Biofuels Digest The world's most widely-read advanced bioeconomy daily Mon, 09 Dec 2019 23:06:49 -0400 en-US hourly 1 MSC says is first to use 30% biofuel blending in sea vesssels Mon, 09 Dec 2019 23:06:49 +0000

In the Netherlands, MSC Mediterranean Shipping Company (MSC) says the company has started to use biofuel in its vessels calling in Rotterdam, the Netherlands.

Following successful trials with biofuel blends earlier this year, MSC has decided to continue bunkering responsibly sourced biofuel blends on a routine basis.

The trials were completed with a minimal 10% blend fuel and following further trials the company is now using much higher 30% blends. MSC’s decision to use biofuel is complementary to the company’s broader strategic approach to sustainability.  The company remains committed to implementing concrete plans to modernize its green and efficient fleet via the largest container shipping investment program in the industry.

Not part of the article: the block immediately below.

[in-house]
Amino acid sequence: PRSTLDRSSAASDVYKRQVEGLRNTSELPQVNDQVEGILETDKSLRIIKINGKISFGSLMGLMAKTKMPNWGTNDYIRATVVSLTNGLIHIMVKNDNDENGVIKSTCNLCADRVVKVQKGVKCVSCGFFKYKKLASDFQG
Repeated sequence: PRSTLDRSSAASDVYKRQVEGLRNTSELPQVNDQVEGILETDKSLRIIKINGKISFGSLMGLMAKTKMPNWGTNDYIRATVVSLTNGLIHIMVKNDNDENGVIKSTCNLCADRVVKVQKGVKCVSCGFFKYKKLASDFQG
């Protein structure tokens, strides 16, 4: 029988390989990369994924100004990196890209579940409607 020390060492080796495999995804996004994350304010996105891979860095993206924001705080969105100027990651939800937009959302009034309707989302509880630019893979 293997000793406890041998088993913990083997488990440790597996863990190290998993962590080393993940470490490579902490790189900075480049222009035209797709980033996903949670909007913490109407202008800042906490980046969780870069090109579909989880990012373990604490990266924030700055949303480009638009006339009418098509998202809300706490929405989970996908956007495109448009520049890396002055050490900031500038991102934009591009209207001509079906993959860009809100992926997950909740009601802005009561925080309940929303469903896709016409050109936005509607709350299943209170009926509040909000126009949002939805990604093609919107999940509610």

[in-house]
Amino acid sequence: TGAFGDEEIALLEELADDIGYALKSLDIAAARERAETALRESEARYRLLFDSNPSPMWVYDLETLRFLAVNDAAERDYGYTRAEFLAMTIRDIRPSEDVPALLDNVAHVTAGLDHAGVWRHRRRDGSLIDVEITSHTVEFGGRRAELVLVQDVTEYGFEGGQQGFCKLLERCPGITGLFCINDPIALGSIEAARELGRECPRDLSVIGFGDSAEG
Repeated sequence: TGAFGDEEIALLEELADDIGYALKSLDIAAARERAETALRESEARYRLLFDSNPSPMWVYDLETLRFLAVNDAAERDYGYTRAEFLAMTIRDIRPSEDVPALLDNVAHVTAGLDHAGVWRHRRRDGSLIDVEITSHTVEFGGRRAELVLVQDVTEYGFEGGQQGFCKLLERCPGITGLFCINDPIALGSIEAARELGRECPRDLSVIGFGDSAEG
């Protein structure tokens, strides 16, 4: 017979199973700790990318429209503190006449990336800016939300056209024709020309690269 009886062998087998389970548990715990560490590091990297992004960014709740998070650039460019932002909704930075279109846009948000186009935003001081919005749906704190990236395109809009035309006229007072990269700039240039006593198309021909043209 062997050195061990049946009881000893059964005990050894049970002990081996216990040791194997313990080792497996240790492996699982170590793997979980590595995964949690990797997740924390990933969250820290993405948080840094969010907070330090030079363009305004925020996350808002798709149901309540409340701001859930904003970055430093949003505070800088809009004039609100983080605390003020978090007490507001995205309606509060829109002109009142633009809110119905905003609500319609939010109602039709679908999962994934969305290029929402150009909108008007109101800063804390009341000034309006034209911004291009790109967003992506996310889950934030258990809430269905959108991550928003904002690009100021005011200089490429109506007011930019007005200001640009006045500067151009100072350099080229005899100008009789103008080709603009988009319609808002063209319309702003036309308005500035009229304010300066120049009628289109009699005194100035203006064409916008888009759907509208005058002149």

BPCL’s 2G ethanol plant in Odisha seen commissioned by end-2020 Mon, 09 Dec 2019 23:05:54 +0000

In India, the Denton Daily newspaper reports that BPCL’s second-generation ethanol plant under construction in Odisha should be commissioned by the end of next year, ramping up to produce 30 million liters of ethanol annually from rice straw. Burning of rice straw has caused major air pollution challenges in India, culminating in suffocating New Delhi in recent months, so the government is under extreme pressure to take action to curb the air pollution. The facility is the first of a dozen 2G ethanol plants planned nationwide to start construction.

Thailand to phase out subsidies on biodiesel and E10-E85 blends Mon, 09 Dec 2019 23:04:53 +0000